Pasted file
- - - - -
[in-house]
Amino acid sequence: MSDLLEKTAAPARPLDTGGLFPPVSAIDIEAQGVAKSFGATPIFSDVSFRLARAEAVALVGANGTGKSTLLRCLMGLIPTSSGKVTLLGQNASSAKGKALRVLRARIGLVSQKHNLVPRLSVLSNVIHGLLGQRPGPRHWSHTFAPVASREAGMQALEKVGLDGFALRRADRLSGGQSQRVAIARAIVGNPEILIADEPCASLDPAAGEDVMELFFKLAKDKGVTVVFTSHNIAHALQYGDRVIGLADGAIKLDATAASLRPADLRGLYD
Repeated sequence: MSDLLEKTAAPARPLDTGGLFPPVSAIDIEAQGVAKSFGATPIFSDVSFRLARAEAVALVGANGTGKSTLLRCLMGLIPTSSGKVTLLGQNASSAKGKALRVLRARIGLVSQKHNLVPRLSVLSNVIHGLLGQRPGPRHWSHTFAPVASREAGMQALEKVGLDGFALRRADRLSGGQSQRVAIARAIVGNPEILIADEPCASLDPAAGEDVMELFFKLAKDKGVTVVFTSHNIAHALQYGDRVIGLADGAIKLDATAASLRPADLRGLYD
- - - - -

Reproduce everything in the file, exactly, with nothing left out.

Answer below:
[in-house]
Amino acid sequence: MSDLLEKTAAPARPLDTGGLFPPVSAIDIEAQGVAKSFGATPIFSDVSFRLARAEAVALVGANGTGKSTLLRCLMGLIPTSSGKVTLLGQNASSAKGKALRVLRARIGLVSQKHNLVPRLSVLSNVIHGLLGQRPGPRHWSHTFAPVASREAGMQALEKVGLDGFALRRADRLSGGQSQRVAIARAIVGNPEILIADEPCASLDPAAGEDVMELFFKLAKDKGVTVVFTSHNIAHALQYGDRVIGLADGAIKLDATAASLRPADLRGLYD
Repeated sequence: MSDLLEKTAAPARPLDTGGLFPPVSAIDIEAQGVAKSFGATPIFSDVSFRLARAEAVALVGANGTGKSTLLRCLMGLIPTSSGKVTLLGQNASSAKGKALRVLRARIGLVSQKHNLVPRLSVLSNVIHGLLGQRPGPRHWSHTFAPVASREAGMQALEKVGLDGFALRRADRLSGGQSQRVAIARAIVGNPEILIADEPCASLDPAAGEDVMELFFKLAKDKGVTVVFTSHNIAHALQYGDRVIGLADGAIKLDATAASLRPADLRGLYD